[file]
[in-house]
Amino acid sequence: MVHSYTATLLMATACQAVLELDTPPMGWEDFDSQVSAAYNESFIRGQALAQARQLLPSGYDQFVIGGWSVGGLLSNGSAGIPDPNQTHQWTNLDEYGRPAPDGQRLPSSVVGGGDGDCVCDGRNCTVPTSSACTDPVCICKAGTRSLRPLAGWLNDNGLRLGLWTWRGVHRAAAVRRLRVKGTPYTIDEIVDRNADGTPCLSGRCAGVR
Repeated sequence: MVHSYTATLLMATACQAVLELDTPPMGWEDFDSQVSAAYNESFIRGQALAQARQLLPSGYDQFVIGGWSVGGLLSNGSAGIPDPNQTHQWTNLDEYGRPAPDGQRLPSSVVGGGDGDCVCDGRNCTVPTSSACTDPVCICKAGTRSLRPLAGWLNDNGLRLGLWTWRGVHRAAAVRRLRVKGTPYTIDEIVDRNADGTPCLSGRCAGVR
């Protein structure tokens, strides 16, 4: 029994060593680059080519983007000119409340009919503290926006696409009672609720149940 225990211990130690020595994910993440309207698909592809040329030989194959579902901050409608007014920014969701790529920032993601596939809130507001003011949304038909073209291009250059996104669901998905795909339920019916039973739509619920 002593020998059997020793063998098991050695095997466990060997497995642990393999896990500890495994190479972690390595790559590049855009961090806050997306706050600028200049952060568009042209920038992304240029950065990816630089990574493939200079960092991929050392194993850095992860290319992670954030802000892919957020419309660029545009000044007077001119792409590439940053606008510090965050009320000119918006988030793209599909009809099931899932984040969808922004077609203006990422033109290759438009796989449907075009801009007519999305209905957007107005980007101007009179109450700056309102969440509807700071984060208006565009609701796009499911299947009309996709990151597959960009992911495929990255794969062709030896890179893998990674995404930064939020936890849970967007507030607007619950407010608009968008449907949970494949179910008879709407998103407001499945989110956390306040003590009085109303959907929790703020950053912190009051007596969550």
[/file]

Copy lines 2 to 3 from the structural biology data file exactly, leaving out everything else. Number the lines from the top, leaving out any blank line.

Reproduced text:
Amino acid sequence: MVHSYTATLLMATACQAVLELDTPPMGWEDFDSQVSAAYNESFIRGQALAQARQLLPSGYDQFVIGGWSVGGLLSNGSAGIPDPNQTHQWTNLDEYGRPAPDGQRLPSSVVGGGDGDCVCDGRNCTVPTSSACTDPVCICKAGTRSLRPLAGWLNDNGLRLGLWTWRGVHRAAAVRRLRVKGTPYTIDEIVDRNADGTPCLSGRCAGVR
Repeated sequence: MVHSYTATLLMATACQAVLELDTPPMGWEDFDSQVSAAYNESFIRGQALAQARQLLPSGYDQFVIGGWSVGGLLSNGSAGIPDPNQTHQWTNLDEYGRPAPDGQRLPSSVVGGGDGDCVCDGRNCTVPTSSACTDPVCICKAGTRSLRPLAGWLNDNGLRLGLWTWRGVHRAAAVRRLRVKGTPYTIDEIVDRNADGTPCLSGRCAGVR